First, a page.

COLUMBIA — Barbecue, baked goods and ballots dominated the discussion Saturday at Swagg the Vote in Douglass Park.
Smoke and the savory smell of meat fresh from the grill filled the breezy autumn air at the park’s basketball court as volunteers helped adults of all ages fill out voter registration forms. In addition to handling serious business, Swagg the Vote also added fun and games to the otherwise mundane process of voter registration.
Swagg the Vote was hosted by TEAM, an organization run by Columbia residents Marvin Stemmons and Deedee Jackson. Its name is an acronym for “together everyone achieves more." Stemmons and Jackson estimated 50 to 60 people had registered at the event within the first four hours.
Stemmons said as voters mature, they will realize the importance of voting.
“I think the understanding of voting comes with education and age,” Stemmons said. “Each four years of life, voting’s going to be more serious.”
Stemmons, who described himself as someone who got into trouble in his teenage years before turning his life around, said he got involved with TEAM in order to promote positive activities for youth in Columbia.
Jackson, who said she stayed up preparing for Swagg the Vote until 4 a.m., emphasized the importance of the upcoming election.
“We’re all Americans,” Jackson said. “It doesn’t matter if you’re black, white, or Mexican. It affects all of us.”
Ernestine Campbell, a teacher who primarily lives in Arkansas but frequently travels to her family’s hometown of Columbia, said she decided to bring an art display to the park to show support for Stemmons and Jackson.
Campbell lined up approximately 50 pieces of artwork against a fence. The subjects of the paintings, which she said were from a wide variety of black artists, included Abraham Lincoln, Martin Luther King Jr., Barack Obama and Tupac Shakur, among other historical and cultural figures.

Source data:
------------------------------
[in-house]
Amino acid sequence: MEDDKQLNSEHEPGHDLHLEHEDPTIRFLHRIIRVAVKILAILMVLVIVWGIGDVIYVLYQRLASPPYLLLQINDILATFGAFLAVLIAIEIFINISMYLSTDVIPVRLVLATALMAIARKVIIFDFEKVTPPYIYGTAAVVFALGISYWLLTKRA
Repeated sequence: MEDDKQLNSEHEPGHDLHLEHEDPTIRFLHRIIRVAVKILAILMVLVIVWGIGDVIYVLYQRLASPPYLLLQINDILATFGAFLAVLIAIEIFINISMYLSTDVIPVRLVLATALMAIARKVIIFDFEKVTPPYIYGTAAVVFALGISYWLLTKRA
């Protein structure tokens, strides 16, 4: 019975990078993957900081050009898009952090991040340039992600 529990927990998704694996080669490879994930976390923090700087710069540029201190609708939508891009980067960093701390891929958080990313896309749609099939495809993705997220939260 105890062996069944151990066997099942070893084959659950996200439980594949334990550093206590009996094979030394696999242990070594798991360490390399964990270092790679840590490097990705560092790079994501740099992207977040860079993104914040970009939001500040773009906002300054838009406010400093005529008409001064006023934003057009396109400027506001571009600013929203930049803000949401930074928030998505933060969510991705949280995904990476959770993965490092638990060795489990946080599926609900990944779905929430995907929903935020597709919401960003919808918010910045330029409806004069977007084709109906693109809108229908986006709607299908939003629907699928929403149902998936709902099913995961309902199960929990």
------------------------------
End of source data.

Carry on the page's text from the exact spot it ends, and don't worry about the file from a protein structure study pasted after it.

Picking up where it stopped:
Ernestine Campbell’s son Chris Campbell, who lives in Columbia, said he supported the event because he wanted people to listen to Stemmons’ message.
“We do a whole lot of talking in the community, but action is a different thing,” Chris Campbell said. “He’s out here taking action. We need those same people who are complaining to be voting.”
The source of the barbecue scent permeating throughout the park was the work of grill master Billy Sutton, whose family used to run the now-closed Sutton Community BBQ. Sutton said he cooked for TEAM because he wanted to participate in helping teenagers in the community.
“I just do it for the neighborhood,” Sutton said. “I have no problem doing something for the neighborhood. If they (teenagers) weren’t here, they’d be somewhere else, maybe getting in trouble.”
Columbia resident Kayla Wisley said she probably would have never registered to vote if not for Swagg the Vote, but she is excited to cast her first-ever vote in November.
“I’ve never voted, and I’m 50,” Wisley said. “I don’t know why. But my one vote might make a difference.”
Supervising editor is Scott Swafford.